How to Navigate a Trade Show

trade show Aug 21, 2022

 

Let me begin by asking: Does anybody recall a time when two CA esthetics trade shows were held on the same days? ICES Long Beach and F&B San Jose are both being held this weekend, August 21-22. In my 23 years of attending trade shows, I can't remember when that has ever happened. So the vendors had to choose between shows? Or send separate crews to staff their booth at each show? Interesting. And weird. 

Because a lot of CA Estheticians will be attending one of these trade shows this weekend, I decided to write a blog about the system I came up with for navigating the trade show floor. (More details on this topic are in my book "The Heart of Esthetics.")

You are probably wondering why would I need a system? Well, I was still in Esthetician school when I went to my first trade show (Vegas), and it was a disaster. If you want to read about it, here is a link to a previous blog I wrote about that experience. My first trade show. But after many years, lots of mistakes, and much wasted time, I finally found a formula that allowed me to get my work done AND have a lot of fun. This formula will most benefit self-employed Estheticians who will be on a mission to place orders and shop for specific items, etc. So if my system helps you, by all means use it! 

 

MY SYSTEM

First of all, I suggest you buy your trade show tickets early so you will receive the program prior to the show. But if you haven't done that, event programs can be found either in the bag you are handed when you check in/enter the exhibit hall, or in stacks placed near the entrance.

Event programs vary of course, but generally you will find two important things inside the program: One is a complete list of exhibitors in alphabetical order which includes the booth number where they will be located in the exhibit hall.

The other is a diagram of the exhibit hall which includes all the booth numbers. (For purposes of this explanation, I will refer to these items as “List of Exhibitors” and “Diagram of Exhibit Hall” but they are often referred to by other terms.)

  1. A complete List of Exhibitors with their booth numbers, presented in alphabetical order.
  2. A Diagram of Exhibit Hall which gives the exhibit hall booth numbers, presented in alphabetical order.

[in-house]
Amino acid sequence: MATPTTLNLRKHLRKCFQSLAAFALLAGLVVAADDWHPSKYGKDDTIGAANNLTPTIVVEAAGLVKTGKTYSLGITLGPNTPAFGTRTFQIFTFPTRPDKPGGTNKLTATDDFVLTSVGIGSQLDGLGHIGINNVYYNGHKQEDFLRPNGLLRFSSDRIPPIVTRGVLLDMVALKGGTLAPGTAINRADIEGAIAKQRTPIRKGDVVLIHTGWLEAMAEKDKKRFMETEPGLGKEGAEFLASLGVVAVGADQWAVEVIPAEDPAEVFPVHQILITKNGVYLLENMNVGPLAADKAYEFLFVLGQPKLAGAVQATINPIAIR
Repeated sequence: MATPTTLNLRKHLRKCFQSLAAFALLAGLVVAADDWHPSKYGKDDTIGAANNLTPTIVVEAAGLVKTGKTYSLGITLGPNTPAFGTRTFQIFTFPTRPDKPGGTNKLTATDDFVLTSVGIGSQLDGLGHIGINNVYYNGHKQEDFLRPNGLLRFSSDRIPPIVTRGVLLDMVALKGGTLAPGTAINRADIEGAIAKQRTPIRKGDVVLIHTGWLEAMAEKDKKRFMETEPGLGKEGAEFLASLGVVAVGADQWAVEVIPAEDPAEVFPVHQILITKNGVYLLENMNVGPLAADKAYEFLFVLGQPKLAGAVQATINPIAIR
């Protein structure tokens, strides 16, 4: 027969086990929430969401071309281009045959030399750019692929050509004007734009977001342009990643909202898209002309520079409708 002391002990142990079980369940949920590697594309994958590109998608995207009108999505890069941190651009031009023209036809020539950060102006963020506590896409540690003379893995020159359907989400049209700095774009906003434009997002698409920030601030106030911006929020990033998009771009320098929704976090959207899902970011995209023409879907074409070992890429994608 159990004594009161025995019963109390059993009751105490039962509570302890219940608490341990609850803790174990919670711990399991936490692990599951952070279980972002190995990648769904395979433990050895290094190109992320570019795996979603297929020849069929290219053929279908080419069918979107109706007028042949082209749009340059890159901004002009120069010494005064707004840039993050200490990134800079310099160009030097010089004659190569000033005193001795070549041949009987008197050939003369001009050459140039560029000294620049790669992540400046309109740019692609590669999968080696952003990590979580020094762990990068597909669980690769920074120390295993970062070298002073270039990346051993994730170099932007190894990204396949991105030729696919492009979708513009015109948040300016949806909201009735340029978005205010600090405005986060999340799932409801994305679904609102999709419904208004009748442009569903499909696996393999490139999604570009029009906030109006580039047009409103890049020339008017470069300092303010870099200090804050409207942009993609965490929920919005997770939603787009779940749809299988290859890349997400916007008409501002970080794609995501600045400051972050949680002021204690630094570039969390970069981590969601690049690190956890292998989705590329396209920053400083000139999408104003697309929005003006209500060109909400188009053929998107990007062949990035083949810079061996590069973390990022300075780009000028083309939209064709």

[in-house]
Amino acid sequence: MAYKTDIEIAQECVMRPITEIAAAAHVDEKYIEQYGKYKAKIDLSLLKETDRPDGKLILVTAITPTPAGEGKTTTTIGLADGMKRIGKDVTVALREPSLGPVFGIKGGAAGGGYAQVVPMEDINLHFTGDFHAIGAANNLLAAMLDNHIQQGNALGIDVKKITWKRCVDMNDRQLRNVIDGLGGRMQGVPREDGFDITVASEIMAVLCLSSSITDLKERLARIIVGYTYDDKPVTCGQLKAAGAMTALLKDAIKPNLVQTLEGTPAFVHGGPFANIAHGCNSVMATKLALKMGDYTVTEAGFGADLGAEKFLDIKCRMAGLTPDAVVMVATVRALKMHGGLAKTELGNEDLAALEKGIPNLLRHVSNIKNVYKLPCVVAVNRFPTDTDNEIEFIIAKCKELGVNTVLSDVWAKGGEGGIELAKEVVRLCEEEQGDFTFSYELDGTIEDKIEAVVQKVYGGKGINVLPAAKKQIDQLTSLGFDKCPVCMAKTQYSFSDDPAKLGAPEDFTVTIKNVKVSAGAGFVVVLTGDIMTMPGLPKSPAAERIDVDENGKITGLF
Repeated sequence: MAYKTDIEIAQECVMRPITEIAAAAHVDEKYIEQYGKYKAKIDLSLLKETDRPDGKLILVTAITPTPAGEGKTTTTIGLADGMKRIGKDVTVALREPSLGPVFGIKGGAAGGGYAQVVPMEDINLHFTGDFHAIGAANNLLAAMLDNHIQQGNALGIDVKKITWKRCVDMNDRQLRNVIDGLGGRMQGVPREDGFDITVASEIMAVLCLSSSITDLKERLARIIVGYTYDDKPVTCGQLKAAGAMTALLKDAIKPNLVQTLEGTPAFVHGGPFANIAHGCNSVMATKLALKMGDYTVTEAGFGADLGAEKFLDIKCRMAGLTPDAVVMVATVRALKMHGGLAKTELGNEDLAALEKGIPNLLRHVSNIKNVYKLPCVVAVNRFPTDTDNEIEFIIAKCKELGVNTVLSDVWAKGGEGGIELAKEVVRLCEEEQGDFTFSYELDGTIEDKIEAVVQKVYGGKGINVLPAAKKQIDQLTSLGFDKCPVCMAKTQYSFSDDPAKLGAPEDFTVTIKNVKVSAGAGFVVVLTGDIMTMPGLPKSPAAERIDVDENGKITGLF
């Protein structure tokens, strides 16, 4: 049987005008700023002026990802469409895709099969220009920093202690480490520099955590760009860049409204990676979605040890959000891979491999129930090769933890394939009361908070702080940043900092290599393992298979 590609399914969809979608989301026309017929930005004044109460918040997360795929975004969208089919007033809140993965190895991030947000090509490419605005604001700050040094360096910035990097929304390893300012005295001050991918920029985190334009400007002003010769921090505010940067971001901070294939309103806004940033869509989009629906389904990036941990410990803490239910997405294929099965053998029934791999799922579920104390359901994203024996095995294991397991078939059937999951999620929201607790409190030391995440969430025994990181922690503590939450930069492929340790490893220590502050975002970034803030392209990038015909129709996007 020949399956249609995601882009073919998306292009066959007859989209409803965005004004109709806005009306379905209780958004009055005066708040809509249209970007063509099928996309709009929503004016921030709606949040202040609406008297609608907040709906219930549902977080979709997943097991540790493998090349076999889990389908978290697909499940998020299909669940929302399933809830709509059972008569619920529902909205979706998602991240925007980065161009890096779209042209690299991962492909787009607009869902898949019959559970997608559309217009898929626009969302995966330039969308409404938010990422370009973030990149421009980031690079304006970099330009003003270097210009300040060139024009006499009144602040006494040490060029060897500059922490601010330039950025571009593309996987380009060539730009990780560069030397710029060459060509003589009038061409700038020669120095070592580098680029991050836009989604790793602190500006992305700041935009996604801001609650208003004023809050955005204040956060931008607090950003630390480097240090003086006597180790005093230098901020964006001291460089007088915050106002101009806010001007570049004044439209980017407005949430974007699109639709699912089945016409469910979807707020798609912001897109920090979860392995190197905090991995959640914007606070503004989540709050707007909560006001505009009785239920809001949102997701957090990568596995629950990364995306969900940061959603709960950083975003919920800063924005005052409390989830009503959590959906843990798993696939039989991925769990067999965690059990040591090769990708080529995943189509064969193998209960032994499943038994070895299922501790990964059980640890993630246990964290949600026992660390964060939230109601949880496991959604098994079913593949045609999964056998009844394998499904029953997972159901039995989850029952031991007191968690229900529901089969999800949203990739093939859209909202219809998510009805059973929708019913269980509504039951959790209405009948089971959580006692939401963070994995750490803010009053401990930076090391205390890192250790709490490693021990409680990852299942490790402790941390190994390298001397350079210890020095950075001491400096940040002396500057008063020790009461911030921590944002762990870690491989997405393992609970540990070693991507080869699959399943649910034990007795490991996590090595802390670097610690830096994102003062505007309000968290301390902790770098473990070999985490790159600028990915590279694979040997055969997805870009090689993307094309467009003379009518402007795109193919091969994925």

The steps:

Make your own list of “priority vendors” which means anyone you absolutely must see. Maybe you need to purchase supplies, or renew your liability insurance, maybe you want to talk to a vendor about something, or perhaps there is a new product you have heard about and want to check out.

  • In the show program, go to the List of Exhibitors and put a check mark by any vendors who are on your priority list and circle their booth number.
  • In the show program, go to the Diagram of Exhibit Hall and circle the booth numbers that correspond to the vendors you have check-marked on the List of Exhibitors. 

 

If you are not yet familiar with the exhibit hall, here's what you can expect: When you enter, you will see very large signs overhead which indicate the aisle numbers. For example, over the first aisle might be a sign that says 100, the next aisle will be 200 and so on.

You can keep your Diagram of Exhibit Hall open and simply hit all your priorities in numerical order which will keep you from jumping around all over the exhibit hall. (That’s the mistake that will wear you out!)

You can always refer back to the List of Exhibitors that you have check-marked if you want to know in advance which vendor is at which booth.

Once I have completed my priorities, I take my goodies back to my hotel room and free up my hands. And then I go back to the show, and I am free to wander the aisles and browse to my heart’s (and feet’s) content. If my brain or feet get tired, it won’t matter so much because my priority tasks have already been completed.

Rolling bags. (I hate them. I have been injured by them.) You may not realize that there is a bag check very near the entrance to the exhibit hall. And you also may not know that you will be handed a large bag when you arrive at the trade show. So I highly recommend you check your rolling bag before entering the exhibit hall and make use of the large bag which you can carry on your shoulder and keep both hands free to pick up all the wonderful products and equipment that are waiting for you inside the exhibit hall.

Then just fill the large bag as you go and periodically pop over to the bag check to dump your goodies into your rolling bag. And repeat as needed. When your shopping is done, roll your rolling bag right on outta there. (The shins and feet of the other attendees will thank you!)

Have a wonderful time at the show!! 

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